Economic Security

Recession, Stimulus and the Child Care Sector: Understanding Economic Dynamics, Calculating Impact

 As part of the new Stimulus Bill (ARRA), states and localities may be required to show economic impact of the stimulus funds. This brief has been developed to help state policymakers calculate the stimulus effects of increased child care spending on output and employment in the state economy.

There are three important aspects of the child care sector which need to be counted when assessing economic impact: 1) direct employment and output in the child care sector itself, 2) multiplier effects of the sector in the broader regional economy, and 3) the social infrastructure role child care plays in supporting the parent workforce. All of these are short term economic effects. This report will address each of these aspects in turn and show how to calculate these effects using an example with data from the State of Kansas. But first we must understand the structure of the child care sector.

Teaser: 

This brief has been developed to help state policymakers calculate the stimulus effects of increased child care spending on output and employment in the state economy. There are three important aspects of the child care sector which need to be counted when assessing economic impact: 1) direct employment and output in the child care sector itself, 2) multiplier effects of the sector in the broader regional economy, and 3) the social infrastructure role child care plays in supporting the parent workforce. All of these are short term economic effects.

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State Implementation of the American Recovery and Reinvestment Act: Appendix C: Safety Net

The ARRA provides significant funding increases for a number of human services, health, employment and other safety net programs. This additional support is intended to provide relief for lower-income families and others hardest hit by the recession. In addition, the funding will assit fiscally constrained state and local governments as they manage administrative and operational challenges stemming from the rise in demand for programs and services.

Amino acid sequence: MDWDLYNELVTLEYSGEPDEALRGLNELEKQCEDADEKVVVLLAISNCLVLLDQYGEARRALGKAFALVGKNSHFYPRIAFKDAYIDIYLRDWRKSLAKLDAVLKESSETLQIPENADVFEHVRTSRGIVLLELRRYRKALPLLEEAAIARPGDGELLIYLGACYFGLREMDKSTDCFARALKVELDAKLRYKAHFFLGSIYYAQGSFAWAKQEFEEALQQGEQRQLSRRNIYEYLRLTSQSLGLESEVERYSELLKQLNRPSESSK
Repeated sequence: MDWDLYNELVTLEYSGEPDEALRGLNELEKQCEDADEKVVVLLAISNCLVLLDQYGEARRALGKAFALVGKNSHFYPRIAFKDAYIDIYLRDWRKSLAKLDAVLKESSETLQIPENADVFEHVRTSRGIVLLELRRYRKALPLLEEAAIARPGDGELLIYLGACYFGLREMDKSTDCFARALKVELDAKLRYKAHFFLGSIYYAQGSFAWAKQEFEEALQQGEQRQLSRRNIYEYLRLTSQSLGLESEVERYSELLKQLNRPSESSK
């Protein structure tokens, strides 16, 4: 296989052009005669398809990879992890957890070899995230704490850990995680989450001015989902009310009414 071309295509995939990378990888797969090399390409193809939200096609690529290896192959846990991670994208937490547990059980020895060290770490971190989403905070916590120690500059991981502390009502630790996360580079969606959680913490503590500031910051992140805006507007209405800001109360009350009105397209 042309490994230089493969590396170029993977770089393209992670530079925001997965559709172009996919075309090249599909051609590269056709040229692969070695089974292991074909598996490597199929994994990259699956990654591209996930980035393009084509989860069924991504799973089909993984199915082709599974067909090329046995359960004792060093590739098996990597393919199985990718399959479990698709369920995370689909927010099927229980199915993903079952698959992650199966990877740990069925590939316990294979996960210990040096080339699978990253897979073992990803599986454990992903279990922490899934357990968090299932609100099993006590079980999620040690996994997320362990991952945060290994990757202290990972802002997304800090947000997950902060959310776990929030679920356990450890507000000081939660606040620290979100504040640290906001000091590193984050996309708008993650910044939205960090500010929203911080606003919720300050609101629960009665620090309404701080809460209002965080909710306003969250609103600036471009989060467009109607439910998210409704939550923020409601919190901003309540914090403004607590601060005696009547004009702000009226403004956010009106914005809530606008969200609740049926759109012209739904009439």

To read the full report, click here.

Teaser: 

Economists agree that increased assistance to low-income families has the most immediate stimulative effect on the economy because those with the least amount of financial security traditionally engage in more immediate consumption and are less likely to divert those resources into savings or debt reduction. Safety net programs also provide education and training for America’s workforce, ensuring that there is a supply of qualified workers as new jobs become available.

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How the American Recovery and Reinvestment Act Addresses Women's Needs

The worsening recession is causing pain across the country, especially for the millions of women and families who already were struggling to make ends meet. The Obama Administration and House and Senate leaders have developed a strong plan for economic recovery to preserve and create jobs, help people through tough times, protect vital public services, and invest in our nation's future. The Conference Agreement on the American Recovery and Reinvestment Act includes a number of measures that are especially important for women and their families.

To read the full report, click here.

Teaser: 

The worsening recession is causing pain across the country, especially for the millions of women and families who already were struggling to make ends meet. The Obama Administration and House and Senate leaders have developed a strong plan for economic recovery to preserve and create jobs, help people through tough times, protect vital public services, and invest in our nation's future. The Conference Agreement on the American Recovery and Reinvestment Act includes a number of measures that are especially important for women and their families.

 

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Making Unemployment Insurance Work for Women: The Unfinished Agenda

The American Recovery and Reinvestment Act provided incentives to states to modernize their unemployment insurance (UI) programs and improve coverage for women. Many states responded -- but many have yet to act, despite urgent need.

To read full report, click here.  

 

Teaser: 

The American Recovery and Reinvestment Act provided incentives to states to modernize their unemployment insurance (UI) programs and improve coverage for women. Many states responded -- but many have yet to act, despite urgent need.